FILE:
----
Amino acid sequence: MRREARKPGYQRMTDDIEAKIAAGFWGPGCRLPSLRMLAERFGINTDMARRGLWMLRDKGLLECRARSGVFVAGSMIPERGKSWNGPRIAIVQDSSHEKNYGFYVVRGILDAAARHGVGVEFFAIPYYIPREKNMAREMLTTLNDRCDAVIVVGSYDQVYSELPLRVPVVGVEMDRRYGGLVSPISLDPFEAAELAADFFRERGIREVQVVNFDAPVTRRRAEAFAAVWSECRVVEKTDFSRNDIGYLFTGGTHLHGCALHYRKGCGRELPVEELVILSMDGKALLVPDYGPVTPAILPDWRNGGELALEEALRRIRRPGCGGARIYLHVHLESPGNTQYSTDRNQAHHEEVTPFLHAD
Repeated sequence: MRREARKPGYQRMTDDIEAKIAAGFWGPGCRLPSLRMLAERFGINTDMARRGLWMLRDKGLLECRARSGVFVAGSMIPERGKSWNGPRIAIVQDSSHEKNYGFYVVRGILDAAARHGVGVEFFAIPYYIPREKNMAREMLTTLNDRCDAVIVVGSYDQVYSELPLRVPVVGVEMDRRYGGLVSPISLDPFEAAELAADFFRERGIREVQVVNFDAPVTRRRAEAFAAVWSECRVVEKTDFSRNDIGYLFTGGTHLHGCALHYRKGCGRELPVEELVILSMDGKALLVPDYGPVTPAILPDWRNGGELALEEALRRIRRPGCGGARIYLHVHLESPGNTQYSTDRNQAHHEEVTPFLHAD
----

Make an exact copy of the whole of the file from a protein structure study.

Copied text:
Amino acid sequence: MRREARKPGYQRMTDDIEAKIAAGFWGPGCRLPSLRMLAERFGINTDMARRGLWMLRDKGLLECRARSGVFVAGSMIPERGKSWNGPRIAIVQDSSHEKNYGFYVVRGILDAAARHGVGVEFFAIPYYIPREKNMAREMLTTLNDRCDAVIVVGSYDQVYSELPLRVPVVGVEMDRRYGGLVSPISLDPFEAAELAADFFRERGIREVQVVNFDAPVTRRRAEAFAAVWSECRVVEKTDFSRNDIGYLFTGGTHLHGCALHYRKGCGRELPVEELVILSMDGKALLVPDYGPVTPAILPDWRNGGELALEEALRRIRRPGCGGARIYLHVHLESPGNTQYSTDRNQAHHEEVTPFLHAD
Repeated sequence: MRREARKPGYQRMTDDIEAKIAAGFWGPGCRLPSLRMLAERFGINTDMARRGLWMLRDKGLLECRARSGVFVAGSMIPERGKSWNGPRIAIVQDSSHEKNYGFYVVRGILDAAARHGVGVEFFAIPYYIPREKNMAREMLTTLNDRCDAVIVVGSYDQVYSELPLRVPVVGVEMDRRYGGLVSPISLDPFEAAELAADFFRERGIREVQVVNFDAPVTRRRAEAFAAVWSECRVVEKTDFSRNDIGYLFTGGTHLHGCALHYRKGCGRELPVEELVILSMDGKALLVPDYGPVTPAILPDWRNGGELALEEALRRIRRPGCGGARIYLHVHLESPGNTQYSTDRNQAHHEEVTPFLHAD